old wheelchair speed control unit help.

Discussion in 'The Projects Forum' started by remorsan, Aug 26, 2013.

  1. remorsan

    Thread Starter New Member

    Aug 26, 2013

    I am new to this forum and this is my first post, it is by my experience generally on forums such as theese, a bad idea to come with a huge question/problem right off the bat, but here goes. Also as i'm more than a little interesten in this subject I will most likely at the very least be an avid lurker on this forum until i actually know what i'm talking about and then i'll most likely end up posting comments/suggestions etc in other threads.

    But enough about that, and more about my project.

    You see, a few years ago, I was given a really old electric weelchair. It was all fun and games until it broke down and i didnt have room to store it. (later found out it was a broken electromagnet for the brakes) So i dismantled the thing, took care of the motors and electronics and gave away the frame to my nephew so that he could make a gravity racer.

    Eitherway, i've always planned to actually use the motors for something else, something that i could control remotely with my rc transmitter, or via wifi and an arduino.

    So i'm stuck with three options:

    i can buy an appropriate speed controller for the motors that gives me serial or pwm control over the motors; which is expensive and not all that challenging.
    I can assemble the complete electronics for the wheelchair and try to make it work; which is pretty much like option one but minus the expensive part and add bulky and ugly
    I can actually try to learn something about a subject i'm interested in and somehow "reverse engineer"/repurpose the circuit boards of the wheelchair, making it more compact; which is what i hope to be able to do.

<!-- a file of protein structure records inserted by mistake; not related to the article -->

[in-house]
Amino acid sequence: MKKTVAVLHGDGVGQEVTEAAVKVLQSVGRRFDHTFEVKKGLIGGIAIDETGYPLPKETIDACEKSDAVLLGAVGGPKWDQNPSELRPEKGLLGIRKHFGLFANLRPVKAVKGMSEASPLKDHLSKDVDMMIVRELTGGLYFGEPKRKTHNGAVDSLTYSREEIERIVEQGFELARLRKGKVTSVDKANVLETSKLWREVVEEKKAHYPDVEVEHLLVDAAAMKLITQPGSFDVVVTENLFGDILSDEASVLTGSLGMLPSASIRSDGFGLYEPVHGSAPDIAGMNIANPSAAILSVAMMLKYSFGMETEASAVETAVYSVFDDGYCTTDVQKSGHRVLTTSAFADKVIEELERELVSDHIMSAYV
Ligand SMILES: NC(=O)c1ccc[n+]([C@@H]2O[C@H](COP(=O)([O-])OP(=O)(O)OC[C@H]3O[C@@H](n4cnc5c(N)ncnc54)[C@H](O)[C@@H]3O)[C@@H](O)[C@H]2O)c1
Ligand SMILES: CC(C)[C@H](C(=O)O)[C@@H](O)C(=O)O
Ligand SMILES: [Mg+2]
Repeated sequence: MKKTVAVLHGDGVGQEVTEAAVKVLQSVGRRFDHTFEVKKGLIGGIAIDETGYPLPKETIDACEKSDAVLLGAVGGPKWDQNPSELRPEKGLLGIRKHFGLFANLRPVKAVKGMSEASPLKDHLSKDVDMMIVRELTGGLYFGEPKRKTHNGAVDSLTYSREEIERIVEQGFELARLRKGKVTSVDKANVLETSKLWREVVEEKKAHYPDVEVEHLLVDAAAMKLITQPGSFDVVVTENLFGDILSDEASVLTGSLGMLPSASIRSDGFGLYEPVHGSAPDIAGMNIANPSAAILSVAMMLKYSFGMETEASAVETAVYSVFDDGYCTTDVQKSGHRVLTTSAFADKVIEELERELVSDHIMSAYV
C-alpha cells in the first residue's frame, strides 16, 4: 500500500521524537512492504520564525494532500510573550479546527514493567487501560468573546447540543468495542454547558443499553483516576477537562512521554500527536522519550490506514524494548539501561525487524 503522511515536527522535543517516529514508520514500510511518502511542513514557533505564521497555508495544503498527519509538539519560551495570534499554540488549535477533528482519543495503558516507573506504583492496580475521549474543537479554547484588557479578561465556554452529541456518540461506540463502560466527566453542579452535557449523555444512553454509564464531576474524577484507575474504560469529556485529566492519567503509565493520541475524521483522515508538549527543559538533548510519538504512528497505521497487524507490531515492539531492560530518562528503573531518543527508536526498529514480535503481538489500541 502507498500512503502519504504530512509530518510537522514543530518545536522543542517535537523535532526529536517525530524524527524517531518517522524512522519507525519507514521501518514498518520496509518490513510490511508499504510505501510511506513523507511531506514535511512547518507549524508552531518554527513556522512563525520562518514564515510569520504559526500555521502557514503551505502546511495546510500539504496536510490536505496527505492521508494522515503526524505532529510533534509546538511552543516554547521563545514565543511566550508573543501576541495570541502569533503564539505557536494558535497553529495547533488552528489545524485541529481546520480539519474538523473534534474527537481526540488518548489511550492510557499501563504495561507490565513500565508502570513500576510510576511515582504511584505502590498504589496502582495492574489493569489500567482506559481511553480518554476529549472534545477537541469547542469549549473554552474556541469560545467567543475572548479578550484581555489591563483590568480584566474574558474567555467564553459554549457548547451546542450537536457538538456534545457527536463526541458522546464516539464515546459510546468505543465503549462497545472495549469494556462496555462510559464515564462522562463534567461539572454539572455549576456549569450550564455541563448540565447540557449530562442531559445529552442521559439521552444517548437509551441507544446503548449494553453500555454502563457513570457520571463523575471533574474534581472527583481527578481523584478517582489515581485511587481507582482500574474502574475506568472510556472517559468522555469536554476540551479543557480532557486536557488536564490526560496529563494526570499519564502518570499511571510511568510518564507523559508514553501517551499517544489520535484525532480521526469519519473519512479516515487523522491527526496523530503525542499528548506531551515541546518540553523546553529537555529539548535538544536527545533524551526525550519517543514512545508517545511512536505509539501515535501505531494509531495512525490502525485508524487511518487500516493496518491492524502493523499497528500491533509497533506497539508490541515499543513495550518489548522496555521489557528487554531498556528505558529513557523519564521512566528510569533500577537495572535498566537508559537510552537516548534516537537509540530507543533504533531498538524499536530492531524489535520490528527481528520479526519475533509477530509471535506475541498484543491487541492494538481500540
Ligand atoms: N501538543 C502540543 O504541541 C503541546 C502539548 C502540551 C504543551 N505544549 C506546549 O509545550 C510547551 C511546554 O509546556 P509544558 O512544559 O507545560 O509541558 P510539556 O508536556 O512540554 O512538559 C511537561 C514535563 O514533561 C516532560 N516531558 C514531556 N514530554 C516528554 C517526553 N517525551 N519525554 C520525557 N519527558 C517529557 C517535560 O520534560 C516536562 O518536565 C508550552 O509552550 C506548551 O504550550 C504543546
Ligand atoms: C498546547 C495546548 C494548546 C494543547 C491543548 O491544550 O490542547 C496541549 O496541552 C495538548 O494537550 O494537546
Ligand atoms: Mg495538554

I really dont know enough about electronics to know where to start exactly. There are two boards on this thing; one mainboard and what i guess is some sort of speed controller. And a set of contactors.

    What my intentions are, is to remove the mainboard completely; or if need be, scavenge some components from it to make it work with the suspected speed controller and an arduino. And for this i need at the very least some input and help.

    Contacted the maker of this wheelchair, and since ancient they didnt have much information on it, but they did have a flow-chart.
    So i made an album containing pictures of the two boards, the small one is the "power unit" or speed controller, and the large one is the mainboard by my guess.

    Album url is:http://img.im/a/h1p3sl

    So if anyone have any suggestions on how to attack this problem, or any "do this, this and that to make it work like you think it should"-comments i would be gratefull either way. Any comments on this project task is greatly appreciated.

  2. wayneh


    Sep 9, 2010
    I may be mistaken, but your option 1 is likely the cheapest, fastest and easiest way to a working solution. You can find surprisingly inexpensive PWM controllers.

    Do the existing boards work?

    I guess I'm a little confused about what your goal is.
  3. THE_RB

    AAC Fanatic!

    Feb 11, 2008
    Hi and welcome to the forum! :)

    And thank you for posting comprehensive information AND a good informative thread title. That makes it easier for everyone.